How to donate your excess embryo to another person or couple.

Through your fertility program: Your own fertility program may allow you to donate your embryos directly to your own doctor’s practice and he will anonymously match your donated embryos with one of his patients on his own embryo adoption waiting list.

If donation to your own program is not an option, you may be able to find a fertility clinic that accepts donor embryos. Many programs offer embryo donation in their menu of services. If you look up a clinic in the CDC Fertility Clinic tables, “Embryo Donation (Yes or No) is indicated at the bottom of the clinic report. A previous blog discussed how to use the CDC interactive site to look up specific clinics.Sometimes the CDC listing only means that the program will work with embryo matching services like the Snowflakes Frozen Embryo Adoptions to provide embryo adoption services to his patients but he may not want you to donate the embryos directly to his practice to hold until a match is made.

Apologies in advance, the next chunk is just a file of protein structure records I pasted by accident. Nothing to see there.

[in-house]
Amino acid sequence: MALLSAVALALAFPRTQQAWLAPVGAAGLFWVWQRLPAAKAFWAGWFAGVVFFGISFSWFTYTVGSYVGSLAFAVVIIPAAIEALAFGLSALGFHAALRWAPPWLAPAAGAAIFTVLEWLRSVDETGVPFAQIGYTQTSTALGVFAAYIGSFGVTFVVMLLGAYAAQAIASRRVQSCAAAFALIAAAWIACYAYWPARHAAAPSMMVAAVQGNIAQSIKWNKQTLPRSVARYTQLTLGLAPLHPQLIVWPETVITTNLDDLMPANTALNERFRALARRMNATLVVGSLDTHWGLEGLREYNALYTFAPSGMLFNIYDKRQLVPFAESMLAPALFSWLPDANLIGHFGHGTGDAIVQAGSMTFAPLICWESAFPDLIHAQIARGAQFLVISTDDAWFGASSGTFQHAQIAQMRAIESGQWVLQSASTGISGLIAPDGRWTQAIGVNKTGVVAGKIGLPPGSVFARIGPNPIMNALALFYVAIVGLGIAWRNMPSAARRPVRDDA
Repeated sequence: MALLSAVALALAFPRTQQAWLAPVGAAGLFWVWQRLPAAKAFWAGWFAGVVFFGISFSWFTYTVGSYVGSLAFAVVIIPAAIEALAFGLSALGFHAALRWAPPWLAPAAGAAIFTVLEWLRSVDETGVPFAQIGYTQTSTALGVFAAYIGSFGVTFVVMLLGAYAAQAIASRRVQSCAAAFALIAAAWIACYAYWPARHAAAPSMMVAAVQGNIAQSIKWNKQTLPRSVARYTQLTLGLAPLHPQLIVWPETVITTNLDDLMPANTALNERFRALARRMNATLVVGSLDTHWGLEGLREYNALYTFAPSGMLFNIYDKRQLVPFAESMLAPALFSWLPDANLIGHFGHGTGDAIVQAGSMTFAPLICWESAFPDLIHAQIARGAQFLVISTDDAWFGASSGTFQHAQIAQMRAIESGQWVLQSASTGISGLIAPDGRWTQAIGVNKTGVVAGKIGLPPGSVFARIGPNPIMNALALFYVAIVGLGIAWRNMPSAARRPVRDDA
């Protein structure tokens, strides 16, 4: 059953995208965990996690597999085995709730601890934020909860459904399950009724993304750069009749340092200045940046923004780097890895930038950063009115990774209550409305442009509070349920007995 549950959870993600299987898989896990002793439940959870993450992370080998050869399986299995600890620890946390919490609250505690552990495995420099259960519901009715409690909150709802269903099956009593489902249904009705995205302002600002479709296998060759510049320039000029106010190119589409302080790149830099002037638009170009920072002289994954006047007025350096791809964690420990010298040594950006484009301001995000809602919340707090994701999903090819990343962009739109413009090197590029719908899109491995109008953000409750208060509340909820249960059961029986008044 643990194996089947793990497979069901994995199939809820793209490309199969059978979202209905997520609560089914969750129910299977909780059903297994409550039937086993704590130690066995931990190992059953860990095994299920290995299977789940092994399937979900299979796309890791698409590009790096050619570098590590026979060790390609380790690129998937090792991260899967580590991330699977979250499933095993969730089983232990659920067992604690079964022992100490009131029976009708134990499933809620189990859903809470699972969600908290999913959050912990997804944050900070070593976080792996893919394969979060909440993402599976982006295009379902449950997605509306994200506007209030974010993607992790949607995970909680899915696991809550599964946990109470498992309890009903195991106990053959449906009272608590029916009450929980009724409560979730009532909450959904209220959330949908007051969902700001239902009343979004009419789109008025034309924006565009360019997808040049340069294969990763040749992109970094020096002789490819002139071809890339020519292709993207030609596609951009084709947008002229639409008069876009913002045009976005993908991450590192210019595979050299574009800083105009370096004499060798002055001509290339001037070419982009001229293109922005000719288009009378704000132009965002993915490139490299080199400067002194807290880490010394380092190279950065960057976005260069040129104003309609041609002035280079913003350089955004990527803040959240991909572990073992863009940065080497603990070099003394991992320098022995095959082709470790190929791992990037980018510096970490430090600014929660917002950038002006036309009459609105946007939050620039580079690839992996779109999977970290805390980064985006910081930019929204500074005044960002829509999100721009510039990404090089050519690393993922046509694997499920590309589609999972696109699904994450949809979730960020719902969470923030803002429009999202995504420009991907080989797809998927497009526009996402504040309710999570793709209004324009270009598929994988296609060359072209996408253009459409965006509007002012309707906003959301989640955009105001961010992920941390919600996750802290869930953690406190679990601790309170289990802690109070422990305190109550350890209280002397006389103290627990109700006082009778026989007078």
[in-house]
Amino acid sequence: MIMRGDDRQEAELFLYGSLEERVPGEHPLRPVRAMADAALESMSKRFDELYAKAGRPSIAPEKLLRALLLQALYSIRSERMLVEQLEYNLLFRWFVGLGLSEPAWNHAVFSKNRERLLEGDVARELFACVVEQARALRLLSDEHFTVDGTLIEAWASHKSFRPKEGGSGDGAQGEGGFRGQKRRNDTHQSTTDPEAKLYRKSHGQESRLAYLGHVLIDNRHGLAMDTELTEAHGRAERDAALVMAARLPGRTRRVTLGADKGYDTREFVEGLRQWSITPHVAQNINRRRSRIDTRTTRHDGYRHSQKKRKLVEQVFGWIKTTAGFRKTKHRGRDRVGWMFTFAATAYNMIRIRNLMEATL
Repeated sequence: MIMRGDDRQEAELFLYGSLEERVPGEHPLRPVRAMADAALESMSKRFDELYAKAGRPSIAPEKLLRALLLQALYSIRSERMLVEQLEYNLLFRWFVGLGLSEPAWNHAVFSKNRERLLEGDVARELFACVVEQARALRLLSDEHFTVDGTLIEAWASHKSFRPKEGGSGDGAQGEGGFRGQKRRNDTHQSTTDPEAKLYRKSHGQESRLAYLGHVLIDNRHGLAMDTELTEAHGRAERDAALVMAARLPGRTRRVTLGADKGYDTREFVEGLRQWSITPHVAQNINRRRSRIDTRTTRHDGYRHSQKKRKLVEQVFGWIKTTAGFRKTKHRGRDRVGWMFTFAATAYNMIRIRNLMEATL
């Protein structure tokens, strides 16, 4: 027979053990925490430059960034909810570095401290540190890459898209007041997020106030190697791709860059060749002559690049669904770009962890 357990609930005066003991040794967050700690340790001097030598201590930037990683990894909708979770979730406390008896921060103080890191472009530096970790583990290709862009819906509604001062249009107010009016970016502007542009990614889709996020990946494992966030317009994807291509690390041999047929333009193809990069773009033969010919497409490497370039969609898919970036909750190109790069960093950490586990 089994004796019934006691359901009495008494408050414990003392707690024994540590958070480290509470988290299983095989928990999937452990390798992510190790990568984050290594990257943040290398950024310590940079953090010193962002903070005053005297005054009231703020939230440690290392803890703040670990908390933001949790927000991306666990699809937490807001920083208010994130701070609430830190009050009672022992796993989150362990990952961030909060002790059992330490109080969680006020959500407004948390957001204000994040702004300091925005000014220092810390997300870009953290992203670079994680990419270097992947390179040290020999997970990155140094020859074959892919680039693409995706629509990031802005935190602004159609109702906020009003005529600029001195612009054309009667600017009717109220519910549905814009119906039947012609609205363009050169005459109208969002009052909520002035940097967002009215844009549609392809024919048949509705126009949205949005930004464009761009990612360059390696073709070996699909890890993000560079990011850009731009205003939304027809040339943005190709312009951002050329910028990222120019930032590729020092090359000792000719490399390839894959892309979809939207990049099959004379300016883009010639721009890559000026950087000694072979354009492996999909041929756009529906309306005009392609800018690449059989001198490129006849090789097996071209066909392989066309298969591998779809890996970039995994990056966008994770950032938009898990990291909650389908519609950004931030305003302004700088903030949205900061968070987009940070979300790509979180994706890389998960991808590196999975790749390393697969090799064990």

Through an Embryo Adoption Agency: Unfortunately,  Consumers Reports hasn’t compared the various donor matching agencies so you are on your own in finding an agency. The National Embryo Donation Center has  a detailed FAQs page which explains, among other things, how to donate your embryos.

When you donate your embryos, carefully review any consent forms or other documents before you sign them. As an embryo donor, there should not be any expenses or charges to you. If your own clinic doesn’t store donor embryos, you may have to transfer them to another storage location. Find out who pays for the transfer and storage. It may be prudent to ask an attorney to look over the donation paperwork if it is unclear what future responsibilities you might have and what rights you have given up with embryo donation.